(#) Assuming we take the most common definition being those born between 1982 and 2000. While I've never seen the term "millennial" explained, I'd always assumed it came from the fact those people would be hitting nominal adulthood- i.e. 18 years or so- at or after the turn of the millennium.

    (##) Personally, I always thought the 3210 looked much nicer than the 3310. Also, Wikipedia claims the 3210 sold 160m vs. 126m for the 3310, though I'd have assumed the 3310 would have sold more. I'm surprised that the 3310 seems to get more nostalgia than the 3210 regardless, as it was really just a follow-on from the latter.

    1. Ogi

      Re: 3210 and 3310 were *the* milllennial phones!

      The 3210 was my first ever phone, given as a present for my 14th Birthday.

      It also came with multiple covers you could switch around, and you could go down the local corner shop and buy any one of the covers in all kinds of wild designs and colours. Although I was a boring nerd that never got invited to parties, so just kept the original grey with "Vodafone" at the bottom.

      Aaaah, memories *sniff*

      Saying that, I would possibly be interested in something like that again. I am tending away from smartphones, and thinking more a dumbphone with good connectivity which I can tether to my laptop, or a tablet, when I need apps or something fancier. Something with long battery life, solid build, simple (and secure) firmware, and no apps (that I can use the tablet for).

      Next time I am in the market for a phone, I may look at the "featurephones". If it has a removable battery, voice/SMS and fast bluetooth for tethering, then it will be good enough for me.

  8. Can't think of anything witty...

    Nokia and android...

    So years ago when Nokia still made smartphones, there was much despair at their choice to go exclusively to Windows as an OS and not become one of the many other manufacturers releasing android phones. Some thought that they needed to differentiate from the other android makers and that WP was pretty good - others thought that WP had no apps or interest and all that was holding Nokia back was the software.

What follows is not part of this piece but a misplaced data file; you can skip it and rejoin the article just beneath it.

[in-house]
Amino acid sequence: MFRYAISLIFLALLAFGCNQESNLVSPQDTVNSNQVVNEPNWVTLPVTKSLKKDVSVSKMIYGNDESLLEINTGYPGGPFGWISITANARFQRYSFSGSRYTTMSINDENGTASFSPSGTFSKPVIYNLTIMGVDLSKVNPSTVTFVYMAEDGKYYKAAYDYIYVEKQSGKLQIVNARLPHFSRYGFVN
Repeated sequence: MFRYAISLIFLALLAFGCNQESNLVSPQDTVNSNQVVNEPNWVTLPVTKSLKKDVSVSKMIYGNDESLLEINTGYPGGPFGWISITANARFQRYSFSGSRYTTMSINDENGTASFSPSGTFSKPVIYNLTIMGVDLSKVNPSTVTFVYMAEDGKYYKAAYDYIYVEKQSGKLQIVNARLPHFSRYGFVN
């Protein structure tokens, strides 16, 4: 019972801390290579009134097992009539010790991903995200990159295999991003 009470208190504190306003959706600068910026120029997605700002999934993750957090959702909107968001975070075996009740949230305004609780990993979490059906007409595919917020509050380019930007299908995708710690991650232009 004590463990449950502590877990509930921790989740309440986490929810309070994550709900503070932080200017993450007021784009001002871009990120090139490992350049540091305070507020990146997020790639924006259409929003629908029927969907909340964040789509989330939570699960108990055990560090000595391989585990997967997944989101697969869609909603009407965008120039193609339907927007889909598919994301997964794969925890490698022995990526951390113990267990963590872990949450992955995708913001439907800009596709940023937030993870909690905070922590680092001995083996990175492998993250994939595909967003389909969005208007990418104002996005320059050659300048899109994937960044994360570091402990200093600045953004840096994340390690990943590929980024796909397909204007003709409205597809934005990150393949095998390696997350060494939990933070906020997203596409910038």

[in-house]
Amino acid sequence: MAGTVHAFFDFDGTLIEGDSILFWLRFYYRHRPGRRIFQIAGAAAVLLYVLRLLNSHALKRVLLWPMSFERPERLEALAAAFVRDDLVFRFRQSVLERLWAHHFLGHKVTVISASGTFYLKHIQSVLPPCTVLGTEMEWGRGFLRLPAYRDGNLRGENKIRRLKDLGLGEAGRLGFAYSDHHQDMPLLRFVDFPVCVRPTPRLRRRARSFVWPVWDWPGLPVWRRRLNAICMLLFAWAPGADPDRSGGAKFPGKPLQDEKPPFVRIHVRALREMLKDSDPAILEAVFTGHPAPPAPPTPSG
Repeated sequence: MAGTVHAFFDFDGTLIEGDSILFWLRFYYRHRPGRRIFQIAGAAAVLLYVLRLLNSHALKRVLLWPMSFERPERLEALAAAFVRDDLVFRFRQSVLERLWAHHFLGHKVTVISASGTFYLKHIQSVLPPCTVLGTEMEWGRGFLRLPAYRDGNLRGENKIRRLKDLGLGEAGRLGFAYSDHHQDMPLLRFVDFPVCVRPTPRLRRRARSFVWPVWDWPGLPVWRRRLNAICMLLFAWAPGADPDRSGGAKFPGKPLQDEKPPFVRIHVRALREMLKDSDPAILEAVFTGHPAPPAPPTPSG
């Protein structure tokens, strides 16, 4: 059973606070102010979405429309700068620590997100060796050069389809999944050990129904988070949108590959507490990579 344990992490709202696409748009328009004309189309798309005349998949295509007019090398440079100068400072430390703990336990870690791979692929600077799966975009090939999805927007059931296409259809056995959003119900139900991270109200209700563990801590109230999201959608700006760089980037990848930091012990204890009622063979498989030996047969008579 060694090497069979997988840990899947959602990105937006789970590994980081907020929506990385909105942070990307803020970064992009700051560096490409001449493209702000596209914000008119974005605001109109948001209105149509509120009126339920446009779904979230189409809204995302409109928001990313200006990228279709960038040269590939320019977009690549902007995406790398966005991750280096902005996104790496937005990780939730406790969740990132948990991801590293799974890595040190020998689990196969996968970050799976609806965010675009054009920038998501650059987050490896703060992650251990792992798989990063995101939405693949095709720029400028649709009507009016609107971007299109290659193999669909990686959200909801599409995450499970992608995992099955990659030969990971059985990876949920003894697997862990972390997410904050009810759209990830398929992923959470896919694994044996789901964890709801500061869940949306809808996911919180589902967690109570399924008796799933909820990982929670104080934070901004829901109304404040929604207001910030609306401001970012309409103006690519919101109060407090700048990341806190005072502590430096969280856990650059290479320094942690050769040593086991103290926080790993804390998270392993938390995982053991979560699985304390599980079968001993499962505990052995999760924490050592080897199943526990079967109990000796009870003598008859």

It will be interesting to see how it plays out with HMD now making android phones under the Nokia brand...

  9. Chris Miller

    There's still a market for dumbphones

    e.g. my better half. Some people are happy with a phone that simply works as a phone (and does SMS at a pinch), with a battery that lasts for a couple of weeks. I'm not sure there's scope for a premium dumbphone (which is what I presume Nokia's offering will be).

    1. P. Lee Silver badge

      Re: There's still a market for dumbphones

      Phones don't cost anything like their retail price to make, but the do cost money to sell and if you sell cheap ones, you aren't selling high-margin ones.

      The problem is, if you go cheap now, you'll be subsidising the network usage of the more expensive phones.

      Check out Telstra's BYO / PAYG plans... not that different from getting a phone with it.

      Intel have nothing to lose in mobile, it would be nice if they could put together a standard for phone hardware which allowed both ARM and x86 chips to interface with common phone hardware.

  10. Just Enough Silver badge



    Ok. I recognise most of the unnecessary acronyms in this article. But HMD? What's that? Why is it just dropped into the article without explanation?

    And would it be ok if we just assume that this article is not having to fit in a tweet and can use grown up, full words sometimes?

    1. Anonymous Coward
    2. Dabooka

      Re: TMA

      I don't think 'HMD' is a TLA, it's just HMD Global (who own the rights to Nokia Mobile).

  11. Mephistro Silver badge

    An outstanding display of modesty!

    "Being a highly intelligent fellow, Ben's predictions lined up remarkably closely with ours."

    1. Bill Gray

      Re: An outstanding display of modesty!

      "The measure of a man's intelligence is in how much he agrees with me."

      Brief bit of on-line searching fails to turn up an original source of this quote... it could be my memory has mangled it a bit.